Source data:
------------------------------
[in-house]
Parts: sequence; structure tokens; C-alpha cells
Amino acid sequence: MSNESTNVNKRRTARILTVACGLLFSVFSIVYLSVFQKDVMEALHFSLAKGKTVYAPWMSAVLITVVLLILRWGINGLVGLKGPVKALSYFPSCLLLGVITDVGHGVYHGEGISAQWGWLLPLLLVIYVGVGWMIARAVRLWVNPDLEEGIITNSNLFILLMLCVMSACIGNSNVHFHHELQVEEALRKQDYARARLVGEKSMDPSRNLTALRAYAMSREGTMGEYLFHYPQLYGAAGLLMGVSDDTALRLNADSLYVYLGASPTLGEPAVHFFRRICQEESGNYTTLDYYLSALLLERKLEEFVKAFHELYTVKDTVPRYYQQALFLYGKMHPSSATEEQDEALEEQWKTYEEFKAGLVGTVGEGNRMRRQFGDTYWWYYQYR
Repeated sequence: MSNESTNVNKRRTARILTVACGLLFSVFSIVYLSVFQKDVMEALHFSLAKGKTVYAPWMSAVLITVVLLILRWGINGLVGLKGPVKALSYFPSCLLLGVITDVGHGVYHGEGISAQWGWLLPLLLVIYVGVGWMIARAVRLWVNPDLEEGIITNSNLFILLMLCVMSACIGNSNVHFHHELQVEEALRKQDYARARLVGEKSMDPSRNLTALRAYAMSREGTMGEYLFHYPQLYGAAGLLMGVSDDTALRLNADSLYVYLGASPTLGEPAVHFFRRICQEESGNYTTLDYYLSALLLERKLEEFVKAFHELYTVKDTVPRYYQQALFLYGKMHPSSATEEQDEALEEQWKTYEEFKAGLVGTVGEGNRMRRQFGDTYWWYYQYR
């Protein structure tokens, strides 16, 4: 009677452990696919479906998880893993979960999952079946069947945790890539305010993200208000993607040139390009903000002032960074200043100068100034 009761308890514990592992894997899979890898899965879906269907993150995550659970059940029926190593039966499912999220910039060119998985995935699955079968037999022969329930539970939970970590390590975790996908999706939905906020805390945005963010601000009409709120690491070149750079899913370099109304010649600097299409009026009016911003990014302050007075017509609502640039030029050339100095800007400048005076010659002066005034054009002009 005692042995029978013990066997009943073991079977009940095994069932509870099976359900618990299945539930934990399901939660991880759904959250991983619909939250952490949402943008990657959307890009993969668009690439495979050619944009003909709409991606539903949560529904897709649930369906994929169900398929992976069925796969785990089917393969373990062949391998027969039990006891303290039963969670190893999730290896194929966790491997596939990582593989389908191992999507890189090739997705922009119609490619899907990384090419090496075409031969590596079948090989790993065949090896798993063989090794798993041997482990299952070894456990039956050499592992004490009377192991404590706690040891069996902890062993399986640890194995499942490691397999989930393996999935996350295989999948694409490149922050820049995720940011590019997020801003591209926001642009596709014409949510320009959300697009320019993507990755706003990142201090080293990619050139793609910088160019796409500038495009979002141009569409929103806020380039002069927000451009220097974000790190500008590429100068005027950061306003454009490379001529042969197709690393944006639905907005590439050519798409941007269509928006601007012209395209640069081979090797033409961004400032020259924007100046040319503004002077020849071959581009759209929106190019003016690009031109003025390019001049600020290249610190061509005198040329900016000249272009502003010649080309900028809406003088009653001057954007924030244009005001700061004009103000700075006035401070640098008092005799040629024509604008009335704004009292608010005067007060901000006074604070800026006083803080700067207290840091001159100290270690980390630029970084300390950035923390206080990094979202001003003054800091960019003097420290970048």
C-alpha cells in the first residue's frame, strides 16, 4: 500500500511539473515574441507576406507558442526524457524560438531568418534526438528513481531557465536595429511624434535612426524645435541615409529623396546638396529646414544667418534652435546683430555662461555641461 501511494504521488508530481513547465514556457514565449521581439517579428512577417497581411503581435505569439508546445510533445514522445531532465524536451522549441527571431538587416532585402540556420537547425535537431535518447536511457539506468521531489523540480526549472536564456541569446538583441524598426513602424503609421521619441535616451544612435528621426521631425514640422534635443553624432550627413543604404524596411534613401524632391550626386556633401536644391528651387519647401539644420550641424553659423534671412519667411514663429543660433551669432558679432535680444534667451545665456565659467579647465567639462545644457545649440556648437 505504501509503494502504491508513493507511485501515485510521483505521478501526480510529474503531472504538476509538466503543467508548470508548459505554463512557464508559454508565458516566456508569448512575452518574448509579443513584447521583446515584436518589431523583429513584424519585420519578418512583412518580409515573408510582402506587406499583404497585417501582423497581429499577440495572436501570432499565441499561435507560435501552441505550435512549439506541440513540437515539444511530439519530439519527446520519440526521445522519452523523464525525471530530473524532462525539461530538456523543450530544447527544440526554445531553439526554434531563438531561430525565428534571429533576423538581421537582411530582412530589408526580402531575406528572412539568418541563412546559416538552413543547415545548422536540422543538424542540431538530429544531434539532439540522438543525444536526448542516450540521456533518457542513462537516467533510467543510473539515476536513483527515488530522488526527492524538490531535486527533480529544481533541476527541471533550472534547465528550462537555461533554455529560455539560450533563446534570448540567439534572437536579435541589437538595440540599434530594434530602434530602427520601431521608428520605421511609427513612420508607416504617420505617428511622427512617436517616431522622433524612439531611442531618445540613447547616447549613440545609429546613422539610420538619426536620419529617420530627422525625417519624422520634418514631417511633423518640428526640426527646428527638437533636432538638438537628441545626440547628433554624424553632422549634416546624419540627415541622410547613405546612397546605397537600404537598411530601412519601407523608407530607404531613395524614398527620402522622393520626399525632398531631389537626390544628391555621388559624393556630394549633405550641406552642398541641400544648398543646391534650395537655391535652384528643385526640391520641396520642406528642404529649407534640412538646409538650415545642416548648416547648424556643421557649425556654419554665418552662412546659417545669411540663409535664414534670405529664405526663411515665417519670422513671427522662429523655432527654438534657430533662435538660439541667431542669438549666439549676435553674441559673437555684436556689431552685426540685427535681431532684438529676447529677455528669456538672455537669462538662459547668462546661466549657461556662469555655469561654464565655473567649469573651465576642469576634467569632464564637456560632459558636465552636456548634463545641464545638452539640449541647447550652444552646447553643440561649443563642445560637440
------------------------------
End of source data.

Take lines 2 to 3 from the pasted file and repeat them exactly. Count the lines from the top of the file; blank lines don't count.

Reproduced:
Parts: sequence; structure tokens; C-alpha cells
Amino acid sequence: MSNESTNVNKRRTARILTVACGLLFSVFSIVYLSVFQKDVMEALHFSLAKGKTVYAPWMSAVLITVVLLILRWGINGLVGLKGPVKALSYFPSCLLLGVITDVGHGVYHGEGISAQWGWLLPLLLVIYVGVGWMIARAVRLWVNPDLEEGIITNSNLFILLMLCVMSACIGNSNVHFHHELQVEEALRKQDYARARLVGEKSMDPSRNLTALRAYAMSREGTMGEYLFHYPQLYGAAGLLMGVSDDTALRLNADSLYVYLGASPTLGEPAVHFFRRICQEESGNYTTLDYYLSALLLERKLEEFVKAFHELYTVKDTVPRYYQQALFLYGKMHPSSATEEQDEALEEQWKTYEEFKAGLVGTVGEGNRMRRQFGDTYWWYYQYR